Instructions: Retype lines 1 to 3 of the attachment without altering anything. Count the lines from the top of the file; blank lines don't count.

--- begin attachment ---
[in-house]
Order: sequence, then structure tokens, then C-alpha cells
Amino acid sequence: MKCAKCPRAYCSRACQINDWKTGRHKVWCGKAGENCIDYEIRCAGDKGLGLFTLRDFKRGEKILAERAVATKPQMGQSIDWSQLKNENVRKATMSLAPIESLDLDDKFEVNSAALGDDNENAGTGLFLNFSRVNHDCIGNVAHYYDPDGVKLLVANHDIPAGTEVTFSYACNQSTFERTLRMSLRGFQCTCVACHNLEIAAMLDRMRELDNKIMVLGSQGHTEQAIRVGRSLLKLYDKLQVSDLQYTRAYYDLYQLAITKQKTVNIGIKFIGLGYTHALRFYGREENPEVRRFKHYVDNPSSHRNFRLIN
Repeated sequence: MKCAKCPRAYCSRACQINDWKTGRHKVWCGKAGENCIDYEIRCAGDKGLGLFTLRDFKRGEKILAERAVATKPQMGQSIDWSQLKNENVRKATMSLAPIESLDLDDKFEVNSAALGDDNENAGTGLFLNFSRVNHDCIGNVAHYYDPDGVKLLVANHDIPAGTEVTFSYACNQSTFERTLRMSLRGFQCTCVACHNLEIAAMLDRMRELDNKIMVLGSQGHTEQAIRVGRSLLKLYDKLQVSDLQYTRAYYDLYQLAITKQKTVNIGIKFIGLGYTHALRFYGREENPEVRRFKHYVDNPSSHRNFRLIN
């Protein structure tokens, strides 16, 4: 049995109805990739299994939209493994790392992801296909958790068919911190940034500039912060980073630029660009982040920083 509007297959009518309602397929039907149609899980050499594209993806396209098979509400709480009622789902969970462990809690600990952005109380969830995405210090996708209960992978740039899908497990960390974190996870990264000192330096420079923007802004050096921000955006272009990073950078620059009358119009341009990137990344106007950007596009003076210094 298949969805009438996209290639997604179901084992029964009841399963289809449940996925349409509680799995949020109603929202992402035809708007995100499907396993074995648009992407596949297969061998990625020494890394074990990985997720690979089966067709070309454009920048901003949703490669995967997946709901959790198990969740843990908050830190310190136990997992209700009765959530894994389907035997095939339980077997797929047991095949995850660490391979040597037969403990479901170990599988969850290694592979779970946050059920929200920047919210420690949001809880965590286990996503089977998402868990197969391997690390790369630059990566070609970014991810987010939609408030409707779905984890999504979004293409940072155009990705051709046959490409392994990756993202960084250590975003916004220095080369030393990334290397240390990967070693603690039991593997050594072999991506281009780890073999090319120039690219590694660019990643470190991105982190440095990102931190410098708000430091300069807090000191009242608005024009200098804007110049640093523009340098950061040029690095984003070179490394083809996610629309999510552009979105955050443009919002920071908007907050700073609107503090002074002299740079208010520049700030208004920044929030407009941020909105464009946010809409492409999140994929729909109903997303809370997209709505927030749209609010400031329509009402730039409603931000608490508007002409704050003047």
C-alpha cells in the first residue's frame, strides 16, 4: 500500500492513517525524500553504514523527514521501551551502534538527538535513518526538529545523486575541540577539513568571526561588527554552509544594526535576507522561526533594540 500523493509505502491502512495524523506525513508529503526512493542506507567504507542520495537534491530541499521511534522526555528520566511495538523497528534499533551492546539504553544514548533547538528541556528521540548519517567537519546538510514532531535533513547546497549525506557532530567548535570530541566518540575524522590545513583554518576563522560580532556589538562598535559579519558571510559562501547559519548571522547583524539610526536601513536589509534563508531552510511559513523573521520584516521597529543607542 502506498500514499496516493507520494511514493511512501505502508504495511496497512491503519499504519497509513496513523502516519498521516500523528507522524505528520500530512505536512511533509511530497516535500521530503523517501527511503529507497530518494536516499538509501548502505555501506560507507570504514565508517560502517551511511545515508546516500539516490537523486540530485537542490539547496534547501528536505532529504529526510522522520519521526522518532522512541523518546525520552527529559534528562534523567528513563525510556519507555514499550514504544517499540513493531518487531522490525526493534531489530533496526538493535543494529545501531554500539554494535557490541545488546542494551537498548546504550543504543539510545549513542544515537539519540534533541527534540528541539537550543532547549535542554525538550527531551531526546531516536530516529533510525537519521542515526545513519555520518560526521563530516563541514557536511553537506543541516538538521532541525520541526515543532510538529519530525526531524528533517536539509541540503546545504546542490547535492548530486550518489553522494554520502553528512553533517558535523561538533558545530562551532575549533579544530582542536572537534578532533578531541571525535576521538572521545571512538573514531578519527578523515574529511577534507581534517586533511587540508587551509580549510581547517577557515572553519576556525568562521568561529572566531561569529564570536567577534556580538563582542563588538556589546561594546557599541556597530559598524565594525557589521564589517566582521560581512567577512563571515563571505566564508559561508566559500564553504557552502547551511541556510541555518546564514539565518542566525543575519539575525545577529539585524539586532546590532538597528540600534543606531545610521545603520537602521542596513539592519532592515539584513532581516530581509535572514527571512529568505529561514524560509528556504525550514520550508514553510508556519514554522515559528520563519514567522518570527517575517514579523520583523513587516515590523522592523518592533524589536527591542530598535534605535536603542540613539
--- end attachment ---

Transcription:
[in-house]
Order: sequence, then structure tokens, then C-alpha cells
Amino acid sequence: MKCAKCPRAYCSRACQINDWKTGRHKVWCGKAGENCIDYEIRCAGDKGLGLFTLRDFKRGEKILAERAVATKPQMGQSIDWSQLKNENVRKATMSLAPIESLDLDDKFEVNSAALGDDNENAGTGLFLNFSRVNHDCIGNVAHYYDPDGVKLLVANHDIPAGTEVTFSYACNQSTFERTLRMSLRGFQCTCVACHNLEIAAMLDRMRELDNKIMVLGSQGHTEQAIRVGRSLLKLYDKLQVSDLQYTRAYYDLYQLAITKQKTVNIGIKFIGLGYTHALRFYGREENPEVRRFKHYVDNPSSHRNFRLIN